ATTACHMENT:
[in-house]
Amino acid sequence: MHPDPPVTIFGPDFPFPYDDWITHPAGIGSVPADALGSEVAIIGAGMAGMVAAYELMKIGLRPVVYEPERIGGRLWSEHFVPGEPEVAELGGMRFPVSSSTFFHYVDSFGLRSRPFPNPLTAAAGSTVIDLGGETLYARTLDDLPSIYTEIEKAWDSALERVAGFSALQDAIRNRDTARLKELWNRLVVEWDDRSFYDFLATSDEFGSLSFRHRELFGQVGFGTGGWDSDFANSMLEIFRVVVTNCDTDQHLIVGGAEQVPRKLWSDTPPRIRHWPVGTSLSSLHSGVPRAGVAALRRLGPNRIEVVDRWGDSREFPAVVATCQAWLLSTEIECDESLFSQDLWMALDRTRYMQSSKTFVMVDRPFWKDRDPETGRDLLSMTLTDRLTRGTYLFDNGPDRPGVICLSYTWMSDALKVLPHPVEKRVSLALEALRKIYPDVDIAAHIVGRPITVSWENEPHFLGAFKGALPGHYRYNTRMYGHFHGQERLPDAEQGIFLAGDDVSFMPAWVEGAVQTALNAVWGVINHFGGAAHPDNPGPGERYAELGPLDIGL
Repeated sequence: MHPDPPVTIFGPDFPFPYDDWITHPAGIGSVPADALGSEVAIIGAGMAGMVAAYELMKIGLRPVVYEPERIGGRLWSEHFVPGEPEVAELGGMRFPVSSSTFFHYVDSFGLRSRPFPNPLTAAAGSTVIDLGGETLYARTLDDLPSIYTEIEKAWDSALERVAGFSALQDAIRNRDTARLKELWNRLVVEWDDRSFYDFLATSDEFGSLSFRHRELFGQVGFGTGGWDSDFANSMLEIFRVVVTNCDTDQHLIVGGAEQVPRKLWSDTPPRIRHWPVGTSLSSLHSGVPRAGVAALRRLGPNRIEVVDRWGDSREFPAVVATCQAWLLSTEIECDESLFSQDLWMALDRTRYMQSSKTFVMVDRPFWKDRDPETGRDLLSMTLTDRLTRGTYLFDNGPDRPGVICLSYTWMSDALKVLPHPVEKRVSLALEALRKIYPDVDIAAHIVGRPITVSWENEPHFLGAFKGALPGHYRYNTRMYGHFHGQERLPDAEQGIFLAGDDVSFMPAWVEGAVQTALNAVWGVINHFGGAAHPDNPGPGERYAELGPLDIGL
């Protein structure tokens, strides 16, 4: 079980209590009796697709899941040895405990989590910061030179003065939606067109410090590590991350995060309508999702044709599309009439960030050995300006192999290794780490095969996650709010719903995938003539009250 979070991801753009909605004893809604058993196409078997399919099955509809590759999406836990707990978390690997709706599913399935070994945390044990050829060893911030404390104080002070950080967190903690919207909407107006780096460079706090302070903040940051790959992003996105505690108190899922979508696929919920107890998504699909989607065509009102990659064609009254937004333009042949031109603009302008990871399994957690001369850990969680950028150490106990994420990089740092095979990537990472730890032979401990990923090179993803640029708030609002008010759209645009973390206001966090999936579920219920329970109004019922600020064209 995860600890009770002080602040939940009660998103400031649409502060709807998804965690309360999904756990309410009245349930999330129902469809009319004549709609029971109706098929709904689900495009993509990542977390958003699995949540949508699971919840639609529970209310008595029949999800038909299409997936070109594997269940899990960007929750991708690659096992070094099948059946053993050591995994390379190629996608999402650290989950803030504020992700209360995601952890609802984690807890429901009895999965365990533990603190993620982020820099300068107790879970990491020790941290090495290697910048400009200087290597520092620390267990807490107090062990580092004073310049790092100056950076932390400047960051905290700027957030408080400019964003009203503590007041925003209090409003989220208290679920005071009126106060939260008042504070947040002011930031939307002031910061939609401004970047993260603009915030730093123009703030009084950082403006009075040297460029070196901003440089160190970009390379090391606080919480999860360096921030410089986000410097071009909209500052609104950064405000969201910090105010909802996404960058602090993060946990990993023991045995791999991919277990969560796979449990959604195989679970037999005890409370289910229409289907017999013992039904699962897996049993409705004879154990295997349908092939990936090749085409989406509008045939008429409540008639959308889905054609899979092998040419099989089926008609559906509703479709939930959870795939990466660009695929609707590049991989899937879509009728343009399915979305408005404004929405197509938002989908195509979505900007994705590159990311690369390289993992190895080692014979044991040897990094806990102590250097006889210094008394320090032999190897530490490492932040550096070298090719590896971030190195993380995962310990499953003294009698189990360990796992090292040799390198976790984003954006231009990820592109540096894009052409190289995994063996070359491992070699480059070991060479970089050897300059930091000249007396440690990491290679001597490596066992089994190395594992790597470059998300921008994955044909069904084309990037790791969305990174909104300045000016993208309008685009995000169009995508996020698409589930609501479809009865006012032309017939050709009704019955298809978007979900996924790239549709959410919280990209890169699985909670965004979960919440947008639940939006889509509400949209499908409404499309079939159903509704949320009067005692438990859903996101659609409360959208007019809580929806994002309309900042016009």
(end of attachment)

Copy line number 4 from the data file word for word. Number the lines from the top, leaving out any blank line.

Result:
């Protein structure tokens, strides 16, 4: 079980209590009796697709899941040895405990989590910061030179003065939606067109410090590590991350995060309508999702044709599309009439960030050995300006192999290794780490095969996650709010719903995938003539009250 979070991801753009909605004893809604058993196409078997399919099955509809590759999406836990707990978390690997709706599913399935070994945390044990050829060893911030404390104080002070950080967190903690919207909407107006780096460079706090302070903040940051790959992003996105505690108190899922979508696929919920107890998504699909989607065509009102990659064609009254937004333009042949031109603009302008990871399994957690001369850990969680950028150490106990994420990089740092095979990537990472730890032979401990990923090179993803640029708030609002008010759209645009973390206001966090999936579920219920329970109004019922600020064209 995860600890009770002080602040939940009660998103400031649409502060709807998804965690309360999904756990309410009245349930999330129902469809009319004549709609029971109706098929709904689900495009993509990542977390958003699995949540949508699971919840639609529970209310008595029949999800038909299409997936070109594997269940899990960007929750991708690659096992070094099948059946053993050591995994390379190629996608999402650290989950803030504020992700209360995601952890609802984690807890429901009895999965365990533990603190993620982020820099300068107790879970990491020790941290090495290697910048400009200087290597520092620390267990807490107090062990580092004073310049790092100056950076932390400047960051905290700027957030408080400019964003009203503590007041925003209090409003989220208290679920005071009126106060939260008042504070947040002011930031939307002031910061939609401004970047993260603009915030730093123009703030009084950082403006009075040297460029070196901003440089160190970009390379090391606080919480999860360096921030410089986000410097071009909209500052609104950064405000969201910090105010909802996404960058602090993060946990990993023991045995791999991919277990969560796979449990959604195989679970037999005890409370289910229409289907017999013992039904699962897996049993409705004879154990295997349908092939990936090749085409989406509008045939008429409540008639959308889905054609899979092998040419099989089926008609559906509703479709939930959870795939990466660009695929609707590049991989899937879509009728343009399915979305408005404004929405197509938002989908195509979505900007994705590159990311690369390289993992190895080692014979044991040897990094806990102590250097006889210094008394320090032999190897530490490492932040550096070298090719590896971030190195993380995962310990499953003294009698189990360990796992090292040799390198976790984003954006231009990820592109540096894009052409190289995994063996070359491992070699480059070991060479970089050897300059930091000249007396440690990491290679001597490596066992089994190395594992790597470059998300921008994955044909069904084309990037790791969305990174909104300045000016993208309008685009995000169009995508996020698409589930609501479809009865006012032309017939050709009704019955298809978007979900996924790239549709959410919280990209890169699985909670965004979960919440947008639940939006889509509400949209499908409404499309079939159903509704949320009067005692438990859903996101659609409360959208007019809580929806994002309309900042016009």